“Errors are very talkative,” says Oliver Goldsmith. This post is the first of a series of writings in which I begin with a speck of fact and see how far I can wander before fact becomes fiction.
In the northern parts of Benin City, there used to be tenement housing for low-ranked soldiers. Nothing fancy. It really was just a bureaucratic mistake tossed up on a little mound called Ikopba hill. In fact, the word housing is a misnomer. Picture an endless row of buildings shaped like matchboxes. Each building had nine storage rooms with doors that opened out to the street. Three rooms to a family. There had to have been a couple hundred households. Rumor has it that it used to be an armory during the Biafran War. Talk about turning spears into plowshares.
There wasn’t really much that was memorable about the place except that we lived side by side with a colony of cockroaches. I never thought I would ever use the word vainglorious to describe an insect. But these insects were bloated with pride that they could fly and did very little to hide it.
Cockroach colonies are not rare things. But it is quite a distinguished experience to live in one of those places where cockroaches run a thriving commonwealth. How did these colonies form? First, you wanted to believe that they invaded the house from the outside. Initially that line of thinking made sense since the house was surrounded by a field of refuse. But there were times when you got the sense that the house itself oozed these creatures out of its pores–broken ceilings, gaping floors, cracked walls, etc. But then you realized there was no use asking where they came from. They were just always there, corroding the house from the inside. Even when they were laying low, you could still feel them, like a ghostly presence. A rustle in the sack of beans. A dainty scurry among the stack of pots. My favorite is the startling fall from the ceiling and the thud. One day, I felt something beady in my shoe. I pulled out my foot. And what did I find? A string of roach eggs.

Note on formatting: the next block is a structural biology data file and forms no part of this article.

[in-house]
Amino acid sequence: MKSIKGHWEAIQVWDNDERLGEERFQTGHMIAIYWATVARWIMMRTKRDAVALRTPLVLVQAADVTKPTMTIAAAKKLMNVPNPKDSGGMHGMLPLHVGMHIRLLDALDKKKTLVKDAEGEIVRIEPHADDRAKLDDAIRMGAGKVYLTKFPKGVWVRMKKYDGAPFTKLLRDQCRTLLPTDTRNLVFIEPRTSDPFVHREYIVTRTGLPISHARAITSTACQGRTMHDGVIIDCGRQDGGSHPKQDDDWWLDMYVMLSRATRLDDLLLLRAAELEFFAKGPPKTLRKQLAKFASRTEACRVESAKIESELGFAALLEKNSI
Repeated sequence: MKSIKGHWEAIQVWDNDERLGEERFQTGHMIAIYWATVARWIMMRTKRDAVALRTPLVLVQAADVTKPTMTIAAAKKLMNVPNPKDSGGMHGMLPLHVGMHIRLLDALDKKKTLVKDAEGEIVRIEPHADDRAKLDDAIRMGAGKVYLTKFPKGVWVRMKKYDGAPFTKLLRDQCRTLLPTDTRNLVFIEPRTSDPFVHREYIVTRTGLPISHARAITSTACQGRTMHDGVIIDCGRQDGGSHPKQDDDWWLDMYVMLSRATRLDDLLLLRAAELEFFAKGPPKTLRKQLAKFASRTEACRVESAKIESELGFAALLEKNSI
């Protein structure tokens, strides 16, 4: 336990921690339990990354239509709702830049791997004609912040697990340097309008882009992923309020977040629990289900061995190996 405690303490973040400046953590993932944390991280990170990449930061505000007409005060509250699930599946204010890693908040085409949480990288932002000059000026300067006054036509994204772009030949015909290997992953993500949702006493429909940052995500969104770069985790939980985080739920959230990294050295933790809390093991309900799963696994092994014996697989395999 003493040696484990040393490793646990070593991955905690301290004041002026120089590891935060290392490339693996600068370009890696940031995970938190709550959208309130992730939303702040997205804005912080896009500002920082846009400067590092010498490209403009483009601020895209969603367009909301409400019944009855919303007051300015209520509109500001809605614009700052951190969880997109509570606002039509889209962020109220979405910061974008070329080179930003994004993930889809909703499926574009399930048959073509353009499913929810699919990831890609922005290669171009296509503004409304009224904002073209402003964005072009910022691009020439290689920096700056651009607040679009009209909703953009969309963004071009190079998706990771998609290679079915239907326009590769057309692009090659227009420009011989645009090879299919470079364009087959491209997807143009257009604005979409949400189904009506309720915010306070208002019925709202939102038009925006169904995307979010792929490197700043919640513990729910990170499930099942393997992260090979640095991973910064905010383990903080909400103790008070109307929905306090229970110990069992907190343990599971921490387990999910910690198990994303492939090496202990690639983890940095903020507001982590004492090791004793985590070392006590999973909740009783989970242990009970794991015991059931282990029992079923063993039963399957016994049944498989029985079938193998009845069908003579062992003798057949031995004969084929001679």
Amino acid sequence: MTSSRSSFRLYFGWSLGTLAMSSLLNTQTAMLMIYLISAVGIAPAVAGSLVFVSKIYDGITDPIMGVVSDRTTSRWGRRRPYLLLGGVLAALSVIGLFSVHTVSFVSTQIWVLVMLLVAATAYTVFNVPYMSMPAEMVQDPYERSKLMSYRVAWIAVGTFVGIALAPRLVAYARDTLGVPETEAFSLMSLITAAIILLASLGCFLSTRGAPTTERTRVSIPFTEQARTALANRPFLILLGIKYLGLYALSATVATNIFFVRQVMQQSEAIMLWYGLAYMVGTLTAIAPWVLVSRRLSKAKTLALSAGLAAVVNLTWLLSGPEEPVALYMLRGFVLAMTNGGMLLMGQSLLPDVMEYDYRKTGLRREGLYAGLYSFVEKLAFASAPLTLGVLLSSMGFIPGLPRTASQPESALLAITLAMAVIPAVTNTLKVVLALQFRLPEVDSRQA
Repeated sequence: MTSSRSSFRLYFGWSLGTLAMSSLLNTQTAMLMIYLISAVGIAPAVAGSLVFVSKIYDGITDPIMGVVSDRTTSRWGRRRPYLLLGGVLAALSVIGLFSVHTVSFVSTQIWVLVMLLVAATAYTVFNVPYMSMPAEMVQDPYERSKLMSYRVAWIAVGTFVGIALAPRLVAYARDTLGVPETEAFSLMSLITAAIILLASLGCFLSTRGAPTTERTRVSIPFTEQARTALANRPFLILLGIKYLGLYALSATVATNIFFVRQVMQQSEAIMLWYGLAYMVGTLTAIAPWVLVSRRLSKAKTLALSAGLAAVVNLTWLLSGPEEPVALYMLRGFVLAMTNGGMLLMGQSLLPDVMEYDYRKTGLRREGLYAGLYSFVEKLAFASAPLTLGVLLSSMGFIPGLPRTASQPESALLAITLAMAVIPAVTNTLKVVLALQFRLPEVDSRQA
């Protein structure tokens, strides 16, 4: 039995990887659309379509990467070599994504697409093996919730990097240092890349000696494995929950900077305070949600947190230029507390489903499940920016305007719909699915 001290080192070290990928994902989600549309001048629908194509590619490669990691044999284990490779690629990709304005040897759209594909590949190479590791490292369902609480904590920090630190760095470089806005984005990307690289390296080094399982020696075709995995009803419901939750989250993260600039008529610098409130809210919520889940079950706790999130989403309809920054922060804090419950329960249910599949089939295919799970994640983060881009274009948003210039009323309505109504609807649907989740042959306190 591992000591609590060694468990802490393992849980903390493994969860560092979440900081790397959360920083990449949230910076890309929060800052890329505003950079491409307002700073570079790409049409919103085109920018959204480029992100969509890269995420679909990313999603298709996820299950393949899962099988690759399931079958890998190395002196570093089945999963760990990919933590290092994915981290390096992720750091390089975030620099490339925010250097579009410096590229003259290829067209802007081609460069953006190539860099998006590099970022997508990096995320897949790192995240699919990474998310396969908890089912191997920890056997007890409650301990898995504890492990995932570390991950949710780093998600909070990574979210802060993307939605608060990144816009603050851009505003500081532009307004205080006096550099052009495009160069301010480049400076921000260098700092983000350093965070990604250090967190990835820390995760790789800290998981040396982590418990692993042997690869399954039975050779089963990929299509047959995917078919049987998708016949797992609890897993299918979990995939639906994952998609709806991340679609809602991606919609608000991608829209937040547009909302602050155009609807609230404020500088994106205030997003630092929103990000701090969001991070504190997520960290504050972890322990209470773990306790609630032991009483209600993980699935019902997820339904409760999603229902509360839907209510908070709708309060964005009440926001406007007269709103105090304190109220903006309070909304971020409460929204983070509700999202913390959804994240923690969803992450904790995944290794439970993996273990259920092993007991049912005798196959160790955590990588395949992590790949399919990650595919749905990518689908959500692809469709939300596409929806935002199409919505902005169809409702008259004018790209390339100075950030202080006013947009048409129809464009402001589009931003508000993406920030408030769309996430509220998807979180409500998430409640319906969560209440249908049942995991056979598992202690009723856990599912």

The sound of flapping cockroach wings! It still haunts me. As a little girl, I had always told myself that the day I met a ghost, I’ll make sure to will myself to die of fright before the ghost did to me whatever I imagined ghosts did to people. The only thing that came close to a ghostly encounter was the rattling noise that accompanied the flapping wings of a cockroach. No one had to tell me that the chill it sent through my spine was not mine but an age-old revulsion that preceded me by millenniums.
Photo Credit: Ehijie Edoro